Since 1945, when the United States (US) defeated Japan in World War II (1939-1945), the US has had a significant number of troops stationed in Japan. The American military presence in Japan has been largely fruitful: American troops have provided stability in the aftermath of WWII, strengthened the US-Japanese relationship, aided Japan in restoring its international integrity and recovering economically, bolstered the US’ military presence in the Far East, and, most recently, have helped stem China’s rise. Even Japan’s Prime Minister Abe had only praise for the US-Japan relationship when, during a joint press conference with President Obama, he stated, “So we have this partnership and this strong alliance between our two countries. It’s the cornerstone of peace and prosperity in the Asia Pacific region.” There, however, have been problems resulting from the US military presence, but the benefits provided by America’s military presence in Japan have largely outweighed these drawbacks.
After Japan’s defeat, the US constructed a great number of military bases on Okinawa (a Japanese island off the mainland that the US had taken from the Japanese in 1945) and Japan’s mainland. In 1951, the US and Japan co-ratified the Japan-America Security Alliance, which established the United States Forces of Japan (USFJ) taskforce. Its purpose, as stated in the treaty (provided by the Harvard Institute of Politics), was simple in principle: “The United States of America should maintain armed forces of its own in and about Japan so as to deter armed attack upon Japan.” In 1960, the treaty under went some modifications and became the Status of Armed Forces Agreement (SOFA ).
From a broad historical perspective, the US military presence has proved fruitful. The USFJ has helped revive Japan’s global image. It was, and still is, a strong link that helps define the healthy relationship between the United States and Japan.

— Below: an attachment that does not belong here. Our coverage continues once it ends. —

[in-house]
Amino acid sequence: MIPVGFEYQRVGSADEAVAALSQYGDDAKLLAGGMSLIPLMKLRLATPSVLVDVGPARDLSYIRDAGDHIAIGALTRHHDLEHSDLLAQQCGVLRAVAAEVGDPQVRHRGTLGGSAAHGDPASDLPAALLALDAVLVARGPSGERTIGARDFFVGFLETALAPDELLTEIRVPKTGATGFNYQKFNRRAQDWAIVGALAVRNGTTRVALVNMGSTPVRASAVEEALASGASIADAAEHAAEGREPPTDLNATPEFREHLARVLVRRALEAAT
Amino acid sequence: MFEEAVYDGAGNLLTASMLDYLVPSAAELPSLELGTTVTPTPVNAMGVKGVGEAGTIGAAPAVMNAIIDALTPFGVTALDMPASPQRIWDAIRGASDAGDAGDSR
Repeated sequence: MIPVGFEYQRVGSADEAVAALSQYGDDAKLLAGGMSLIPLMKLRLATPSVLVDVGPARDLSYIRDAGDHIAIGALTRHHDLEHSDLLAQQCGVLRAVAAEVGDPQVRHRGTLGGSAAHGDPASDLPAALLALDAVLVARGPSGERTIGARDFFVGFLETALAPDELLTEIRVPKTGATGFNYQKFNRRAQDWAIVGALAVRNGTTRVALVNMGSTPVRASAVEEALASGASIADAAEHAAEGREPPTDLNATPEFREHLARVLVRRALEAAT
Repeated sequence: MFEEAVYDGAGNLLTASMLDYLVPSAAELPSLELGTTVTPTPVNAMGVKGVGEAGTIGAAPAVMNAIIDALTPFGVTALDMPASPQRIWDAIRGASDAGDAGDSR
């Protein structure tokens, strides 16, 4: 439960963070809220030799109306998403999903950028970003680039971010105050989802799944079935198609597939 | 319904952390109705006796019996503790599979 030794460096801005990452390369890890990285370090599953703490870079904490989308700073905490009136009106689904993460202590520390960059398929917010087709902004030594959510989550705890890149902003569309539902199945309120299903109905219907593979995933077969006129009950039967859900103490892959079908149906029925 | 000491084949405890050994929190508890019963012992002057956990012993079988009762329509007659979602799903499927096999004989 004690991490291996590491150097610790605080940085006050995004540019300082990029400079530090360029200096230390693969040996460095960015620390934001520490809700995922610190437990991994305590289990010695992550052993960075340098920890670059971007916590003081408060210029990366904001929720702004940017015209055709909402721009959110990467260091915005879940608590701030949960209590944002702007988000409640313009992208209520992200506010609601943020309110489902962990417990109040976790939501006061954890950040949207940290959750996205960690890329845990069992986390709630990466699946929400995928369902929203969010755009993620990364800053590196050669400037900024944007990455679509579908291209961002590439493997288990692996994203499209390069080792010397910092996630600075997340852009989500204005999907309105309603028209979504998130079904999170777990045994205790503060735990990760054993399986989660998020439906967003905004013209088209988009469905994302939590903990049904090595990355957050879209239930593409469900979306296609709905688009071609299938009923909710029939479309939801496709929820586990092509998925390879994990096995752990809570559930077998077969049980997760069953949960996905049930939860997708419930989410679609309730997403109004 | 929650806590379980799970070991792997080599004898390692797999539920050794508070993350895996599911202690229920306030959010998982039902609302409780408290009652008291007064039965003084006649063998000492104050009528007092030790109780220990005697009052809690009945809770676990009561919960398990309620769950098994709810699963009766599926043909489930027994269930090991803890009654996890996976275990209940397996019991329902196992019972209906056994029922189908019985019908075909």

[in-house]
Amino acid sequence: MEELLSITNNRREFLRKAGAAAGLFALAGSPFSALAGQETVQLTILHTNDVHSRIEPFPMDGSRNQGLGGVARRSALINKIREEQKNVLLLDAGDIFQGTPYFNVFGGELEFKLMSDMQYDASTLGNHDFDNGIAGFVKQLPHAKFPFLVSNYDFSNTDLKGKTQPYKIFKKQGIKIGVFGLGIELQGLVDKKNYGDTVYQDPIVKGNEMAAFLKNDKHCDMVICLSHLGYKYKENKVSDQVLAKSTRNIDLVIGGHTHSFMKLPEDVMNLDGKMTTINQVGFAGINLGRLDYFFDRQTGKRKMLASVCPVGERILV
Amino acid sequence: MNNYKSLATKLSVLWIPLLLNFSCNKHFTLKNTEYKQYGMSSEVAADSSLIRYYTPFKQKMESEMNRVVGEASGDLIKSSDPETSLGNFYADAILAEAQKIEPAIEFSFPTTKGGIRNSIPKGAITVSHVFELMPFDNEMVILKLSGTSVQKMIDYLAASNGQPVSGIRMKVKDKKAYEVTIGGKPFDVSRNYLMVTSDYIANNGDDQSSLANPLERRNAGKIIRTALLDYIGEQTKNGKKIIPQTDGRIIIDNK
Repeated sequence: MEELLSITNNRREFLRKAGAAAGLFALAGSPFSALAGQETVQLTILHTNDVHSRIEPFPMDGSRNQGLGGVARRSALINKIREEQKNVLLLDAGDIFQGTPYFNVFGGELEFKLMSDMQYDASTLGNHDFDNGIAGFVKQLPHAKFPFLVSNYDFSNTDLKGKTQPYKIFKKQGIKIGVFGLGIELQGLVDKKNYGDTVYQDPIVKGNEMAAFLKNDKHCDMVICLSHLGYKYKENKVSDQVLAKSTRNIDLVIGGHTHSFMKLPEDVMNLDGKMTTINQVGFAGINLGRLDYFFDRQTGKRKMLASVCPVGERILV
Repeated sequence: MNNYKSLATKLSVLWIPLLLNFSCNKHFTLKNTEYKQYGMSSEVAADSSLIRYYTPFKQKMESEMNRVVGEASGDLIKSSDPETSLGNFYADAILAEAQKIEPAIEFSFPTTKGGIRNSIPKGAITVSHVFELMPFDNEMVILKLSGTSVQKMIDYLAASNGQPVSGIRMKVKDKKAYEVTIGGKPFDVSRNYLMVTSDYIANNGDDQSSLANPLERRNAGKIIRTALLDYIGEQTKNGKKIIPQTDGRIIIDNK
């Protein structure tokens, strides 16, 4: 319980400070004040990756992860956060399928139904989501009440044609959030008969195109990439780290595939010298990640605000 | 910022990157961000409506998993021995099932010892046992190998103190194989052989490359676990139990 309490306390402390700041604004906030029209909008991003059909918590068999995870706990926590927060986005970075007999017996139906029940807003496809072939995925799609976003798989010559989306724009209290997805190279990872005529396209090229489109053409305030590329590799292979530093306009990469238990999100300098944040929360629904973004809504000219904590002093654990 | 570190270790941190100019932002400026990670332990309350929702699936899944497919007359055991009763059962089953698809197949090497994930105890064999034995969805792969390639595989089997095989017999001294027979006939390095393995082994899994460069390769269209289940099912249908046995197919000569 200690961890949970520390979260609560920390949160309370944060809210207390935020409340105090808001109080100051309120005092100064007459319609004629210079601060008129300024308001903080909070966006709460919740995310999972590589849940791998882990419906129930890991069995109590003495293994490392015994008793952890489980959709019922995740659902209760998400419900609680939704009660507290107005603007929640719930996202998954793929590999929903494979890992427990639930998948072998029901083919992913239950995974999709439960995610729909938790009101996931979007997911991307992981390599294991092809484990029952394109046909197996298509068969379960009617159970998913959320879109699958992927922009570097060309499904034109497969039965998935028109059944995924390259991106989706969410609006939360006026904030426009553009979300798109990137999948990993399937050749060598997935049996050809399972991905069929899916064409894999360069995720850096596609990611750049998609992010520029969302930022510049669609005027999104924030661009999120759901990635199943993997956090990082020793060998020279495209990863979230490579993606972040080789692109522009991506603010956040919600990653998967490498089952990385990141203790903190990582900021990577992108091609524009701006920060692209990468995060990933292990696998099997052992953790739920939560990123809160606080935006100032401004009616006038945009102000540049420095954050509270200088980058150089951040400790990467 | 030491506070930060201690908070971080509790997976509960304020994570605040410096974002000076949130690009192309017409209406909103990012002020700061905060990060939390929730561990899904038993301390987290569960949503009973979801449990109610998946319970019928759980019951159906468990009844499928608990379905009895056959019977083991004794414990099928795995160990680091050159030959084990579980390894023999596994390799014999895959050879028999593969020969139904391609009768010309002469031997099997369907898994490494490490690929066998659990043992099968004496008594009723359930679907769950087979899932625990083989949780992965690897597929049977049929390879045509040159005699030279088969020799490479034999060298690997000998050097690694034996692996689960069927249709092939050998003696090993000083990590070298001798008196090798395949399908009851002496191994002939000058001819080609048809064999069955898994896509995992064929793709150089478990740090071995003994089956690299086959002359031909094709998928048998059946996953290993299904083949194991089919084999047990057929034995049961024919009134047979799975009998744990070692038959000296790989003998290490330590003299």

America’s presence in Japan is also unquestionably beneficial for the Japanese economy. A protected and sheltered Japan has been able to develop into a top five world economy that many benefit from today. According to the Harvard Institute for Politics, because of the US’s protection, Japan only has to allocate 1% of its Gross Domestic Product on defense, which indisputably assists Japan in balancing its budget. Furthermore, US servicemen and servicewomen all contribute to the Japanese economy by eating, shopping, and living in Japan.
It has also been useful for the US to have a forward-operating base in the Far East. Since WWII, Japan has served as a place where the US has been able to store weapons and base personnel. During the Korean and Vietnam Wars, the bases on Japan allowed the US to more easily operate. Today, the region is again becoming volatile with the looming shadow of China casting itself over Japan. This makes America’s military presence in Japan pivotal. Obama addressed this fact in November of 2009 when he visited Tokyo: “The Alliance between the United States and Japan is a foundation for security and prosperity not just for our two countries but for the Asia Pacific region.”
However, since 1945, small fits of opposition from the Japanese people, mainly in Okinawa, have opposed American forces. This started when the US servicemen were originally granted extraterritoriality, which exempted them from numerous Japanese laws. Extraterritoriality then ended after the rape of a 12-year-old Okinawan schoolgirl in 1995 by three US service members.
Yet similar incidents still gnaw at the military’s stability in Japan: the rape of a Japanese woman by two US servicemen just two years ago, the failure to relocate the Futenma Base from an urban to rural area, and the importation of Osprey Aircraft onto the island. These are valid concerns, justifiably addressed and protested by the Japanese population. However, the stakes are simply too high for the current 54,000 USFJ troops (figures provided by the USFJ website) to pack up.
Japan’s latest piece of legislation expands the scope of its military. Although this changes the dynamics, Japan’s military will remain limited in capacity. The US must continue to play older brother in this relationship, supporting a growing Japan, its most important ally in the Far East, and fostering a healthy and fruitful US-Japanese relationship.